He adds that "as shareholders, I would expect to be given more information than was required by French statute. I would expect to see some form of narrative from the directors (or Chairman/CEO) explaining the business, the key matters arising in the year, any major issues or related party transactions and the outlook for the future."
He lists several queries about the accounts culminating in his concern over two costs which stand out: "personnel expenses of Euro 6.1m and Euro 8.3m for travel, missions and conferences. There is nothing to indicate how many people the personnel costs relate to, or the average remuneration, or highest paid director etc. These costs may not even be the total of people costs as there is another line item under ‘Other outside expenses' which refers to interim staff, agency expenses and specialists fees. Please could you provide a narrative on both items. There is no explanation or narrative for travel costs. Please could you provide a narrative on this."
The FIA's response came in two letters with the first sent on 31 July and the second on 12 September. They were written by Nick Craw, president of the FIA's decision-making body the Senate. He says that Purves' "assertion of a lack of narrative in the accounts is unfounded. At the time of the approval of these accounts at the General Assemblies, detailed reports were presented by the FIA President on the general situation of the FIA and the major actions deployed as well as by the President of the Senate on the financial documents, including the budget, balance sheet and audit."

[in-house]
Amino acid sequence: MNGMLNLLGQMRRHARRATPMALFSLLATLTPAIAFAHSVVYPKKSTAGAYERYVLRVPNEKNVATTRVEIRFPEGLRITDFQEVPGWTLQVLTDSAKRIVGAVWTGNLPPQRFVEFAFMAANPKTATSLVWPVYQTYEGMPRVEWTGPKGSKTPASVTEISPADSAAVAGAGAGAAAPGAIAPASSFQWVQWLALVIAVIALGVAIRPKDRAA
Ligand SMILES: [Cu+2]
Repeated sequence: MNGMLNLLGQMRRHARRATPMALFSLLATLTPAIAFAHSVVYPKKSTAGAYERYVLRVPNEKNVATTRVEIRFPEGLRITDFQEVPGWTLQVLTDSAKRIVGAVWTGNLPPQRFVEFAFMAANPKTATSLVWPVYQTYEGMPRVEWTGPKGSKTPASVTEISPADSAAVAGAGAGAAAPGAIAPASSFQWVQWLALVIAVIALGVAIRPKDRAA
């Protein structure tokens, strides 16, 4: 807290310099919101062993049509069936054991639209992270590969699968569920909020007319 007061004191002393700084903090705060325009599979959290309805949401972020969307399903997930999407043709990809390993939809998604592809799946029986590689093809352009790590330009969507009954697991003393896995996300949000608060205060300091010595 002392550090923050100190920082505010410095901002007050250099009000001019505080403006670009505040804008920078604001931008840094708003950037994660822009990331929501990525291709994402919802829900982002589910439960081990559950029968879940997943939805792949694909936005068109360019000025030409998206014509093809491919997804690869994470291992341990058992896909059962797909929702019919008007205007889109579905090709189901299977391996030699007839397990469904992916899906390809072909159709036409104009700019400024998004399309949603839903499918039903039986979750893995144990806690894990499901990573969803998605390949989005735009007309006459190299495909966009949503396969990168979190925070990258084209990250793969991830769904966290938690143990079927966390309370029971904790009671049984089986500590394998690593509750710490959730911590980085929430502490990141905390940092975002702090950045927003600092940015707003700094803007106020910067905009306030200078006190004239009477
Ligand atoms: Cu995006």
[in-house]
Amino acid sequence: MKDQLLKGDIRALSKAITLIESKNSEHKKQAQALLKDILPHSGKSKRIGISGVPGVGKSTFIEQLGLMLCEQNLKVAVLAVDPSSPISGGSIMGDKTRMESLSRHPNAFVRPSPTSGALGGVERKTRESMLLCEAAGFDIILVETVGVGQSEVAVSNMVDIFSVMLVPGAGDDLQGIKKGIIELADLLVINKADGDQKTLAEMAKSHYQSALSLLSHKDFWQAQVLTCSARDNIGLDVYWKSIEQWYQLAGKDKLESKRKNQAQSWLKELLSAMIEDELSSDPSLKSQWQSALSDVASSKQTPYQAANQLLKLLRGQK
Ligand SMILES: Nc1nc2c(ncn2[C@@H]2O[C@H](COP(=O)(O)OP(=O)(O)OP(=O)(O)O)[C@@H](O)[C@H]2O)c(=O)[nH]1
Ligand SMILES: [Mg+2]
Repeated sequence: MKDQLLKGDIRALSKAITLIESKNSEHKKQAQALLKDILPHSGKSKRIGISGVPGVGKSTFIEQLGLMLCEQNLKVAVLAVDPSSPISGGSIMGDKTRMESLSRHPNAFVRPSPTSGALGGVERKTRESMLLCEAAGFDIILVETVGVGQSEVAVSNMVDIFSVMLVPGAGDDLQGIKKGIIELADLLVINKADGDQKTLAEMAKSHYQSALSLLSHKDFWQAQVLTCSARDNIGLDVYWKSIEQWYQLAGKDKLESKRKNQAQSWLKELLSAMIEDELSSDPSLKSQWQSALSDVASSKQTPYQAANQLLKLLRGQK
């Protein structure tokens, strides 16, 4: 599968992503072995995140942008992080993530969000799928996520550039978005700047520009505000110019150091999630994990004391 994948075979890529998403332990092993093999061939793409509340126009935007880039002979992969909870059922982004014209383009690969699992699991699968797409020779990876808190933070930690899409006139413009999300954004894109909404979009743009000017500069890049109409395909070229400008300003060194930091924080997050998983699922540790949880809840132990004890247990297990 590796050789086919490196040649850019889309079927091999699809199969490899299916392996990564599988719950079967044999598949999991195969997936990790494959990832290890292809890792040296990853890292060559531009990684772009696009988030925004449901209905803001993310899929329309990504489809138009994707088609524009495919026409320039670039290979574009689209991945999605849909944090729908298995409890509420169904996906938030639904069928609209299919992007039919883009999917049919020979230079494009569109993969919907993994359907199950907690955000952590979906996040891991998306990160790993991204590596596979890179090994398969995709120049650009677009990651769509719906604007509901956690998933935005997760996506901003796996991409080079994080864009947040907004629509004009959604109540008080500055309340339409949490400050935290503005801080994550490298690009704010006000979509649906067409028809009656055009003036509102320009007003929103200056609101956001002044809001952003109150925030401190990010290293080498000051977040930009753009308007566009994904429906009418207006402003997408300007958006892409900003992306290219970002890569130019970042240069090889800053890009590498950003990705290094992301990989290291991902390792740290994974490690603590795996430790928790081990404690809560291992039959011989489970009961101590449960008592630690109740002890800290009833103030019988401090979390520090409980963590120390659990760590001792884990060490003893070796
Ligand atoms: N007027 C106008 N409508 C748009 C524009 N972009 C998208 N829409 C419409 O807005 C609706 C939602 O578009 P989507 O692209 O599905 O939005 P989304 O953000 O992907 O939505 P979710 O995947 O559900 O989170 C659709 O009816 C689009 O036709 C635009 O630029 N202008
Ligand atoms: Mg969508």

Addressing Purves' concern over the £12.2m payments, Craw says that "the staff of FIA France and FIA Switzerland currently numbers 121 people with a permanent contract. The costs indicated in the FIA accounts reflect the salaries and social security contributions for those staff. The transport and travel costs mainly reflect costs relating to FIA staff, to certain elected people in certain circumstances (for taking part in General Assemblies, for example), to the FIA officials on duty at FIA events, and to the transporting of equipment (such as to the venues of FIA events)."
He adds that "our accounts for FIA France and FIA Switzerland are audited by PWC, one of the largest audit firms in the world and their certification of our accounts is without reservation, which confirms to our members the strictness and quality of our bookkeeping."
Craw says that "PWC is satisfied with the accounting principles and rules applied by the FIA and have made no request that they be modified."
He told Sylt that "the FIA accounts are fully reviewed by an independent Audit Committee and then by the FIA Senate; the members of both of these bodies having been elected by the General Assembly. Detailed reports are presented by the FIA President and me, as Senate President, to the FIA General Assembly each year when members have (and often take) the opportunity to raise any questions they may have." Craw adds that "the FIA has always answered, with complete transparency, any questions that its members have raised regarding the accounts."
Crucially, Craw points out that the RAC "was duly represented at the General Assemblies relating to the accounts for 2010 and 2011 and raised no questions. Moreover, the accounts were approved by a show of hands and were thus also approved by your Club. I am therefore curious as to the reasons and timing of your questions."
The RAC declined to comment further and time will tell whether it is satisfied with the FIA's response.